Austin & Tischendorf offer a much more in depth and critical review of the BWAP:2. While

Pam Lindsey felt that overall the data showed satisfactory reliability and validity, Austin &

Tischendorf felt that comparing the AAMR Adaptive Behavior Scale and the BWAP:2 did not

prove that the BWAP:2 could predict success in some external outcome, which is basically the

definition of criterion related validity. Pam Lindsey also did not offer many ideas in terms of

modifications or problems with the test. Austin& Tischendorf felt the norm group was heavily

weighted towards those with MR, and the test is for those with who are mentally retarded,

physically disabled, emotionally disturbed, learning disabled, and-or economically

disadvantaged, and thus should have a norm group more equally weighed between the different

disabilities. They felt that including an economically disadvantaged should be better supported

to be beneficial, and that the test-retest period should be made longer and should be compared

with week 2 re-test results in order to strengthen the reliability evidence of the test. They also

called for a more extensive breakdown of scores(age/ethnicity/sex) should be incorporated into

the BWAP:2. In terms of final thoughts about the BWAP:2, Austin & Tischendorf felt the test

was easily administered and scored by raters, with “ample opportunity to observe the focal

individual” (Austin & Tischendorf). They felt that several improvements had been made from

its previous version. They left it by stating the following:

“Any issues that remain do not preclude a recommendation to use the BWAP:2 but rather

suggest continuing to develop its knowledge base”(Austin & Tischendorf).

My Opinion of the Instrument/Reviewers: Overall, I felt that the Becker Work Adjustment

Profile 2 seems it could be a very useful tool for helping those with disabilities be the best that

they can be. I agreed with both about the reliability being adequate, however I sided with Austin

& Tischendorf when they discussed the issue of proving evidence that the BWAP:2 has criterion

related validity. By comparing tests, I do not see how that proves that BWAP:2 proves a client

would be successful in the future. I also agreed with Pam Lindsey about the bias that can come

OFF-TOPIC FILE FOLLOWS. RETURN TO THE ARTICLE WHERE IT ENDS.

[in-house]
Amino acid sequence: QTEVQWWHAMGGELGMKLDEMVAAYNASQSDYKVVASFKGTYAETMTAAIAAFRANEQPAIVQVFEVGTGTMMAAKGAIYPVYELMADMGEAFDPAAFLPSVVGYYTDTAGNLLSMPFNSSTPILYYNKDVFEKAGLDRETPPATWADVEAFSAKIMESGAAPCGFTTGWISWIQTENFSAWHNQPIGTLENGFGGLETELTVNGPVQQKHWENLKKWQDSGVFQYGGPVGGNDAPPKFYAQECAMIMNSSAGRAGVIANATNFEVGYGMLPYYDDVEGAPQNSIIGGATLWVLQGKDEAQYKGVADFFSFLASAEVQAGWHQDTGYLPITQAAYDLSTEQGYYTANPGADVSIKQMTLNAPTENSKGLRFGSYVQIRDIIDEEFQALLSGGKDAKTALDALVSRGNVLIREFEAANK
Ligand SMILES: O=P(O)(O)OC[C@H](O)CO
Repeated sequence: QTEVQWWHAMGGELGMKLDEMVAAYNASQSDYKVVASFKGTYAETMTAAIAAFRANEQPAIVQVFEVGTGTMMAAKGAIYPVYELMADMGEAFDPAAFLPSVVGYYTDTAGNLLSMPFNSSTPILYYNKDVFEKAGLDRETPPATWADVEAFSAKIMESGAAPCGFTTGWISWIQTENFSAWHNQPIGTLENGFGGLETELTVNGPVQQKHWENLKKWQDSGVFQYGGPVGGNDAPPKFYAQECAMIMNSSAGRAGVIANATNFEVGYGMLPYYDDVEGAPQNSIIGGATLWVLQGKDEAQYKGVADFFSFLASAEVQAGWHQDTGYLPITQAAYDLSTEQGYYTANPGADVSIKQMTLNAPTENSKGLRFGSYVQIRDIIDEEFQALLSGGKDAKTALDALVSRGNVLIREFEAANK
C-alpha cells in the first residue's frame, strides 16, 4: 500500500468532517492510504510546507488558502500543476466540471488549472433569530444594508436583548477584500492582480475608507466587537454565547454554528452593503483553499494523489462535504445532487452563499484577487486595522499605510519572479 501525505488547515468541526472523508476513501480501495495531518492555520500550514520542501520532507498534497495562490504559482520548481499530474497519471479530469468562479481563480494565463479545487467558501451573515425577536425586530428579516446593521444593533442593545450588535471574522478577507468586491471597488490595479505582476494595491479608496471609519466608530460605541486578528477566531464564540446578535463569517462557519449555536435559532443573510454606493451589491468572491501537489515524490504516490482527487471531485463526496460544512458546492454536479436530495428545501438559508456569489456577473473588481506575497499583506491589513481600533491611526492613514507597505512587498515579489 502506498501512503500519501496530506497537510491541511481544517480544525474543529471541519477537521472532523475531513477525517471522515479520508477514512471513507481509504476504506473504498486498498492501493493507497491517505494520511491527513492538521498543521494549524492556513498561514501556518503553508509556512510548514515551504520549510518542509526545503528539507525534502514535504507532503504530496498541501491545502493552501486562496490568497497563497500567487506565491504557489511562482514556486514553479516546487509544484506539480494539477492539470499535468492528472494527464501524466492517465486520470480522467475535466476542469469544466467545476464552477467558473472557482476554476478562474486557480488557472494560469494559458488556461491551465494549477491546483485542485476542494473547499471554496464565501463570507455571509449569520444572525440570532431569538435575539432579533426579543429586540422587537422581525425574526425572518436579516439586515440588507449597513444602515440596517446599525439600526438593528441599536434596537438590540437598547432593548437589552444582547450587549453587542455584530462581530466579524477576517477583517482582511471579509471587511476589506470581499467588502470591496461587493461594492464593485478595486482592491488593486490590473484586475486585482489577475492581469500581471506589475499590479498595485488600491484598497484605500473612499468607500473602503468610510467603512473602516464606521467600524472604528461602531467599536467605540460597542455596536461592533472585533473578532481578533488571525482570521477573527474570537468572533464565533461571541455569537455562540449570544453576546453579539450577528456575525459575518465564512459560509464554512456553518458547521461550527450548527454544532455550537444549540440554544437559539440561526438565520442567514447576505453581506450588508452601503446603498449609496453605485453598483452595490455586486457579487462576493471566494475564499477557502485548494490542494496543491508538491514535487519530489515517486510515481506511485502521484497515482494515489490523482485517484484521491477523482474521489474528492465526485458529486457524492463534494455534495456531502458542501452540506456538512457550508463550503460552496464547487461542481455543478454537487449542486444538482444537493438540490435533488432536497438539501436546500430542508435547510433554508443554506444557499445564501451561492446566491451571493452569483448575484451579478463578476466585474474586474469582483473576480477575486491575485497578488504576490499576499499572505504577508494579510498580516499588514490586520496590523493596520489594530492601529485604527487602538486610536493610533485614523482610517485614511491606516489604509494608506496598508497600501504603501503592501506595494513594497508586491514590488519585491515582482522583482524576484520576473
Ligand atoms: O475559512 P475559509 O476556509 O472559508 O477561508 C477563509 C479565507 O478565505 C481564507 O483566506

along with having an observer that is rating someone else, and the interrater reliability that goes

along with this. However, I also agree with Pam Lindsey that this comes with the territory of all

observational instruments, and I feel it should be kept in mind when interpreting scores. Also,

the BWAP:2 does have adequate interrater reliability at .82 to .89 across domains, and that I

think should put most those considering using the BWAP:2 at ease.

I also feel that in terms of reliability and validity that it is sufficient and is an advantage to using

this test. I think that the goals of this test also really make it special or worth using, because it is

looking for strengths and weaknesses in the client’s vocational skills, habits and attitudes. As a

rehabilitation counselor this is a huge goal. Having a way to try to find these weaknesses and

helping a client work on them or receive help can help a client’s job stability, self esteem, and

help them feel more socially accepted by others because they are performing up to standards.

As Pam Lindsey mentioned, I think it is very important with all tests to remember that it should

be used as part of a larger process which includes talking to and learning about the client and

their experiences/what they might already know about themselves, other tests or inventories, and

information about the disability. Tests should never be thought of as a sort of as an

unquestionable source of information. It is also important to look at how appropriate the test

might be for the client. From what I have read about the test, it may not be the best test for

someone with learning disabilities due to seeming a little dated in terms of learning disabilities,

however depending on the case maybe there is information to gather that could be useful by

using the BWAP:2. Every situation is different and it is part of the rehabilitation counselor’s job

to figure out if a test is appropriate for the user. References:

Information from the reviews of James T. Austin & Stephanie D. Tischendorf , and Pam Lindsey

The Becker Work Adjustment Profile 2